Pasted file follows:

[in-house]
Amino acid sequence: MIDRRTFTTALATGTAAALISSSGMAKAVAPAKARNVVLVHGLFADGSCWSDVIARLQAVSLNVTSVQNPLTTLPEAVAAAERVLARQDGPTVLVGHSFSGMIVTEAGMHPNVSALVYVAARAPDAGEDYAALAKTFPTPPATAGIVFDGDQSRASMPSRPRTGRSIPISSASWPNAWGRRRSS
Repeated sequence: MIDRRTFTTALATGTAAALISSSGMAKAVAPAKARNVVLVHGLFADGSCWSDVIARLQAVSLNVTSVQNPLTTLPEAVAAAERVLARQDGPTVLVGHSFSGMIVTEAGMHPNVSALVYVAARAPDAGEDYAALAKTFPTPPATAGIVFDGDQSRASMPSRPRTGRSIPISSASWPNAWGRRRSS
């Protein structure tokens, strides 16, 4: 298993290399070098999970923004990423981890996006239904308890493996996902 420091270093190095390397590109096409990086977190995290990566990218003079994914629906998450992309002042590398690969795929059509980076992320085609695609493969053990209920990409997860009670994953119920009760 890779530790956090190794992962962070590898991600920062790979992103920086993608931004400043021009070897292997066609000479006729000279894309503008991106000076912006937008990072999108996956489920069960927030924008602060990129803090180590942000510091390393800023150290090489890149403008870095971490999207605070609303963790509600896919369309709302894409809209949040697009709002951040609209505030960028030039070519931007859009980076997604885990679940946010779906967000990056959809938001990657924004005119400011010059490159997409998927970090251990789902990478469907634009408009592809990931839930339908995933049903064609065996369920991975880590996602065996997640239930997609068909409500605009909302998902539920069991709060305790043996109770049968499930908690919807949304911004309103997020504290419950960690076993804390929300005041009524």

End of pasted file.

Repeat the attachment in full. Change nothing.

[in-house]
Amino acid sequence: MIDRRTFTTALATGTAAALISSSGMAKAVAPAKARNVVLVHGLFADGSCWSDVIARLQAVSLNVTSVQNPLTTLPEAVAAAERVLARQDGPTVLVGHSFSGMIVTEAGMHPNVSALVYVAARAPDAGEDYAALAKTFPTPPATAGIVFDGDQSRASMPSRPRTGRSIPISSASWPNAWGRRRSS
Repeated sequence: MIDRRTFTTALATGTAAALISSSGMAKAVAPAKARNVVLVHGLFADGSCWSDVIARLQAVSLNVTSVQNPLTTLPEAVAAAERVLARQDGPTVLVGHSFSGMIVTEAGMHPNVSALVYVAARAPDAGEDYAALAKTFPTPPATAGIVFDGDQSRASMPSRPRTGRSIPISSASWPNAWGRRRSS
């Protein structure tokens, strides 16, 4: 298993290399070098999970923004990423981890996006239904308890493996996902 420091270093190095390397590109096409990086977190995290990566990218003079994914629906998450992309002042590398690969795929059509980076992320085609695609493969053990209920990409997860009670994953119920009760 890779530790956090190794992962962070590898991600920062790979992103920086993608931004400043021009070897292997066609000479006729000279894309503008991106000076912006937008990072999108996956489920069960927030924008602060990129803090180590942000510091390393800023150290090489890149403008870095971490999207605070609303963790509600896919369309709302894409809209949040697009709002951040609209505030960028030039070519931007859009980076997604885990679940946010779906967000990056959809938001990657924004005119400011010059490159997409998927970090251990789902990478469907634009408009592809990931839930339908995933049903064609065996369920991975880590996602065996997640239930997609068909409500605009909302998902539920069991709060305790043996109770049968499930908690919807949304911004309103997020504290419950960690076993804390929300005041009524």